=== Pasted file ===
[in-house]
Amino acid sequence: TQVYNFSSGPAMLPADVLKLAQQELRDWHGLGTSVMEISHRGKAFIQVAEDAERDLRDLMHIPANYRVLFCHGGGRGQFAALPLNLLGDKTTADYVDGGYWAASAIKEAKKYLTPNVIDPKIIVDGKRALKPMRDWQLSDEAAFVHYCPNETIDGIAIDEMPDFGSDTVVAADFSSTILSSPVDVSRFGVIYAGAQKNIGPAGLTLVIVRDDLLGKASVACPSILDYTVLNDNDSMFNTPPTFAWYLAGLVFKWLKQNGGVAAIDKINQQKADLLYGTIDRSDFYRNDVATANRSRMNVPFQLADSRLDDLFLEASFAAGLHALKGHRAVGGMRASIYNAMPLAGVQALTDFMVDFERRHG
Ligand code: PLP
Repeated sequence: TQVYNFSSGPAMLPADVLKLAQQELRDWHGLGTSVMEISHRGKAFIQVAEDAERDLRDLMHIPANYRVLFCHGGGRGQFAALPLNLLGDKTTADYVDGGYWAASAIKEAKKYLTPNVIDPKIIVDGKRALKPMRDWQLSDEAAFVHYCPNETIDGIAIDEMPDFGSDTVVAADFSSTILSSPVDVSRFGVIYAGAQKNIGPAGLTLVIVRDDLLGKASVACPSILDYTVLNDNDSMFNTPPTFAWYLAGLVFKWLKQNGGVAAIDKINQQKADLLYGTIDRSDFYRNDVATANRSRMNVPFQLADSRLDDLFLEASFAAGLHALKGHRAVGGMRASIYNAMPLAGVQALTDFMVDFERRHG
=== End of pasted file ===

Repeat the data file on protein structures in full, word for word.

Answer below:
[in-house]
Amino acid sequence: TQVYNFSSGPAMLPADVLKLAQQELRDWHGLGTSVMEISHRGKAFIQVAEDAERDLRDLMHIPANYRVLFCHGGGRGQFAALPLNLLGDKTTADYVDGGYWAASAIKEAKKYLTPNVIDPKIIVDGKRALKPMRDWQLSDEAAFVHYCPNETIDGIAIDEMPDFGSDTVVAADFSSTILSSPVDVSRFGVIYAGAQKNIGPAGLTLVIVRDDLLGKASVACPSILDYTVLNDNDSMFNTPPTFAWYLAGLVFKWLKQNGGVAAIDKINQQKADLLYGTIDRSDFYRNDVATANRSRMNVPFQLADSRLDDLFLEASFAAGLHALKGHRAVGGMRASIYNAMPLAGVQALTDFMVDFERRHG
Ligand code: PLP
Repeated sequence: TQVYNFSSGPAMLPADVLKLAQQELRDWHGLGTSVMEISHRGKAFIQVAEDAERDLRDLMHIPANYRVLFCHGGGRGQFAALPLNLLGDKTTADYVDGGYWAASAIKEAKKYLTPNVIDPKIIVDGKRALKPMRDWQLSDEAAFVHYCPNETIDGIAIDEMPDFGSDTVVAADFSSTILSSPVDVSRFGVIYAGAQKNIGPAGLTLVIVRDDLLGKASVACPSILDYTVLNDNDSMFNTPPTFAWYLAGLVFKWLKQNGGVAAIDKINQQKADLLYGTIDRSDFYRNDVATANRSRMNVPFQLADSRLDDLFLEASFAAGLHALKGHRAVGGMRASIYNAMPLAGVQALTDFMVDFERRHG